The numerical approach of pyqg was originally inspired by a MATLAB code by Glenn Flierl of MIT, who was a teacher and mentor to Ryan and Malte. It would be hard to find anyone in the world who knows more about this sort of model than Glenn. Malte implemented a python version of the two-layer model while at GFDL. In the summer of 2014, while both were at the WHOI GFD Summer School, Ryan worked with Malte refactor the code into a proper python package. Cesar got involved and brought pyfftw into the project. Ryan implemented a cython kernel. Cesar and Francis implemented the barotropic and sqg models.
By adopting open-source best practices, we hope pyqg will grow into a widely used, community-based project. We know that many other research groups have their own “in house” QG models. You can get involved by trying out the model, filing issues if you find problems, and making pull requests if you make improvements.
Anyone interested in helping to develop pyqg needs to create their own fork of our git repository. (Follow the github forking instructions. You will need a github account.)
Clone your fork on your local machine.
$ git clone firstname.lastname@example.org:USERNAME/pyqg
(In the above, replace USERNAME with your github user name.)
Then set your fork to track the upstream pyqg repo.
$ cd pyqg $ git remote add upstream git://github.com/pyqg/pyqg.git
You will want to periodically sync your master branch with the upstream master.
$ git fetch upstream $ git rebase upstream/master
Never make any commits on your local master branch. Instead open a feature branch for every new development task.
$ git checkout -b cool_new_feature
(Replace cool_new_feature with an appropriate description of your feature.) At this point you work on your new feature, using git add to add your changes. When your feature is complete and well tested, commit your changes
$ git commit -m 'did a bunch of great work'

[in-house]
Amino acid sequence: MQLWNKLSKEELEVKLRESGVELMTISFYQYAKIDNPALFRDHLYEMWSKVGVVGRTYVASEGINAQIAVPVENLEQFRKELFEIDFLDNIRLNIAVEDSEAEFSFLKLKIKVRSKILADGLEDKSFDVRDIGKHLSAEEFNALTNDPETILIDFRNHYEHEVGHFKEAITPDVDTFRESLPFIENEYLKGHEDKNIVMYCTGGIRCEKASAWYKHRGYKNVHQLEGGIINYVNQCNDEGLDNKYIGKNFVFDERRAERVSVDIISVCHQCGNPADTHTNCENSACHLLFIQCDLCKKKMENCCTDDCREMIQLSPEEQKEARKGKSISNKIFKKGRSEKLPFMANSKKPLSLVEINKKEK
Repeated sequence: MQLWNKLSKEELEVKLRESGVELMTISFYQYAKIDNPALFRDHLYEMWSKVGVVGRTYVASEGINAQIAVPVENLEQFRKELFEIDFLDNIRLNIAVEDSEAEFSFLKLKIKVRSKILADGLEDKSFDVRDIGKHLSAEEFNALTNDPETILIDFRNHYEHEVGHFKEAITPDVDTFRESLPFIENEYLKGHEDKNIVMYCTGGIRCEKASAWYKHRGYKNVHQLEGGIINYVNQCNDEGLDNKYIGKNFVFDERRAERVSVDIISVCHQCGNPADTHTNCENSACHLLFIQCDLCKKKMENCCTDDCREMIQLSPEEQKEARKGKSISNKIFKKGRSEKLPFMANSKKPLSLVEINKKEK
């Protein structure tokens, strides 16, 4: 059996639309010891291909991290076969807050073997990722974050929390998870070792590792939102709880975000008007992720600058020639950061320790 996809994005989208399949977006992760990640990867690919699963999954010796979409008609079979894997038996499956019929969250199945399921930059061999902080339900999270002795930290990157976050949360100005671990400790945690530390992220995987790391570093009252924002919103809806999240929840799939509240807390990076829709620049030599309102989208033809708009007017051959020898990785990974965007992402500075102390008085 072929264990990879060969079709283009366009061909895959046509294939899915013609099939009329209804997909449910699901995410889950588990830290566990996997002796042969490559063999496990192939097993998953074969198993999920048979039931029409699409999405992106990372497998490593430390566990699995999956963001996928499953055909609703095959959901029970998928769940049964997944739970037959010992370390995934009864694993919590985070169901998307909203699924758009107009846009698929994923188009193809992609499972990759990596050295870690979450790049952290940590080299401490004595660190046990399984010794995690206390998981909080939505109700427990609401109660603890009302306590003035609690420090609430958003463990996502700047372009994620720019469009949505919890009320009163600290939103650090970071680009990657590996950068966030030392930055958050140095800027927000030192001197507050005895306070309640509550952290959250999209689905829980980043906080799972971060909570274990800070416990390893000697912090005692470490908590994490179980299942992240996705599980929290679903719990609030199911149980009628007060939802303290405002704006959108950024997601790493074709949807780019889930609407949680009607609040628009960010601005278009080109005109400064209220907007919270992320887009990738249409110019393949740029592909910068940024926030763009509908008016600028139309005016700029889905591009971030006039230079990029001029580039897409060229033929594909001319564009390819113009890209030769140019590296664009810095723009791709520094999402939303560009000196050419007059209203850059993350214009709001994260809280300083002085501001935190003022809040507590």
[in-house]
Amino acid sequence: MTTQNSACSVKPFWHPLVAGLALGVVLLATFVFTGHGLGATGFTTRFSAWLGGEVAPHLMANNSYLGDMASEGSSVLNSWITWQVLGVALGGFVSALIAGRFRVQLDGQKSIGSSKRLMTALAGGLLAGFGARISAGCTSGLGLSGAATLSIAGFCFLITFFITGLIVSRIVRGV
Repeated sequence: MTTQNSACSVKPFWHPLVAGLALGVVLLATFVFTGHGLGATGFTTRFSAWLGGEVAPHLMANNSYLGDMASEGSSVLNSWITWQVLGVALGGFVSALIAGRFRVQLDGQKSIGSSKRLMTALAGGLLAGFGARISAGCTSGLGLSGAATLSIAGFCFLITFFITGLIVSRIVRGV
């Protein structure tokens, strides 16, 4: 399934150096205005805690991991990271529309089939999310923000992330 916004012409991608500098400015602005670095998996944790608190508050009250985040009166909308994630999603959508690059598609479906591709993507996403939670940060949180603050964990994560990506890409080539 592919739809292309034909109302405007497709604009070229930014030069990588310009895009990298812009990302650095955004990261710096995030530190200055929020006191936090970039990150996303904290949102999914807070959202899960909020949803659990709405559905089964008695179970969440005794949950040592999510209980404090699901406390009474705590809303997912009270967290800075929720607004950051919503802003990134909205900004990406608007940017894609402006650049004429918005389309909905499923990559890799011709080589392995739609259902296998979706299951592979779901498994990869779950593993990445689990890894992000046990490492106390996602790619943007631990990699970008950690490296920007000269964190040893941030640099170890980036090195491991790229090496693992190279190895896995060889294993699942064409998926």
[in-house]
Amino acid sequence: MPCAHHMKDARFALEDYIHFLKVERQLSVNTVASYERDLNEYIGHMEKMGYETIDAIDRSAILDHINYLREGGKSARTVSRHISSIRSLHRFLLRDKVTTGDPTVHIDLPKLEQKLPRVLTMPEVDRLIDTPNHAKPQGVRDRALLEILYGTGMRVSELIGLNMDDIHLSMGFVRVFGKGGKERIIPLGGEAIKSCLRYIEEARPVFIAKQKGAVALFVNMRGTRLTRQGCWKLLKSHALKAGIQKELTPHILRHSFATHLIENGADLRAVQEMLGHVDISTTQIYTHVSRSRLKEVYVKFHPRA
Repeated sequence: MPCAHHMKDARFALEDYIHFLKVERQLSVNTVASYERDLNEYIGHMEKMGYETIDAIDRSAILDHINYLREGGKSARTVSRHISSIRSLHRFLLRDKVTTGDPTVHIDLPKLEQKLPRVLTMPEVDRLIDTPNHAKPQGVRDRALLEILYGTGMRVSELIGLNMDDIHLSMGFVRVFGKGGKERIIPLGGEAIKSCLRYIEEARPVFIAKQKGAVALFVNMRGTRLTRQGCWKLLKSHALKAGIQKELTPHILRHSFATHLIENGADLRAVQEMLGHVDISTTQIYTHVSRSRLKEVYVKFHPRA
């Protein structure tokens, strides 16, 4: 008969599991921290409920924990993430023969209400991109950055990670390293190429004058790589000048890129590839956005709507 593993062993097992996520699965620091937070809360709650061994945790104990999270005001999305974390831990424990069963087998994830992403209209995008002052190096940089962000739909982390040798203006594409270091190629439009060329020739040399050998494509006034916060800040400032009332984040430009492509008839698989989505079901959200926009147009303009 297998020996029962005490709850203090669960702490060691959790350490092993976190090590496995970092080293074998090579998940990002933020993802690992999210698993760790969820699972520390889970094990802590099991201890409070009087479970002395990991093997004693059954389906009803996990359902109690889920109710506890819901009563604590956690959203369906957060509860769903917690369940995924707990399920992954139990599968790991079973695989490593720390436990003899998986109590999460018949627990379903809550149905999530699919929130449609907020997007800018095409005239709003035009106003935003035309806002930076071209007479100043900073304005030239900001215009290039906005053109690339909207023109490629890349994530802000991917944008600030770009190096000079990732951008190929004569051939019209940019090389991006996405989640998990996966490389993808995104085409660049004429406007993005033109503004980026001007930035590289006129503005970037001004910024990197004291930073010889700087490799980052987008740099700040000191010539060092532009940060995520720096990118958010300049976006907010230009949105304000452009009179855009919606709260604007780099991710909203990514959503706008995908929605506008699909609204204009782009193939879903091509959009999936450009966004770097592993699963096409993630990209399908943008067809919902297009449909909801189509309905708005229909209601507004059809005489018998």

and push your branch to github.
$ git push origin cool_new_feature
At this point, you go find your fork on github.com and create a pull request. Clearly describe what you have done in the comments. If your pull request fixes an issue or adds a useful new feature, the team will gladly merge it.
After your pull request is merged, you can switch back to the master branch, rebase, and delete your feature branch. You will find your new feature incorporated into pyqg.
$ git checkout master $ git fetch upstream $ git rebase upstream/master $ git branch -d cool_new_feature
This is how to create a virtual environment into which to test-install pyqg, install it, check the version, and tear down the virtual environment.
$ conda create --yes -n test_env python=3.9 pip nose numpy cython scipy nose $ conda install --yes -n test_env -c conda-forge pyfftw $ source activate test_env $ pip install pyqg $ python -c 'import pyqg; print(pyqg.__version__);' $ conda deactivate $ conda env remove --yes -n test_env
Once we are ready for a new release, someone needs to make a pull request which updates docs/whats-new.rst in preparation for the new version. Then, you can simply create a new release in Github, adding a new tag for the new version (following semver) and clicking “Auto-generate release notes” to summarize changes since the last release (with further elaboration if necessary).
After the release is created, a new version should be published to pypi automatically.
However, before creating the release, it’s worth checking testpypi to ensure the new version works. You can do that by:
Verifying the most recent test publish succeeded (and is for the most recent commit)
Finding the corresponding pre-release version in pyqg’s TestPyPI history (should look like X.Y.Z.devN)
Installing that version locally as follows:
# Create a temporary directory with a fresh conda environment $ mkdir ~/tmp $ cd ~/tmp $ conda create --yes -n test_env python=3.9 pip nose numpy cython scipy nose setuptools setuptools_scm $ source activate test_env $ pip install pyfftw # or install with conda-forge # Install the latest pre-release version of pyqg $ pip install -i https://test.pypi.org/simple/ --extra-index-url https://pypi.org/simple/ --no-cache-dir pyqg==X.Y.Z.devN # Ensure this imports successfully and prints out the pre-release version (X.Y.Z.devN) $ python -c 'import pyqg; print(pyqg.__version__);' # Clean up and remove the test environment $ conda deactivate $ conda env remove --yes -n test_env
If this all works, then you should be ready to create the Github release.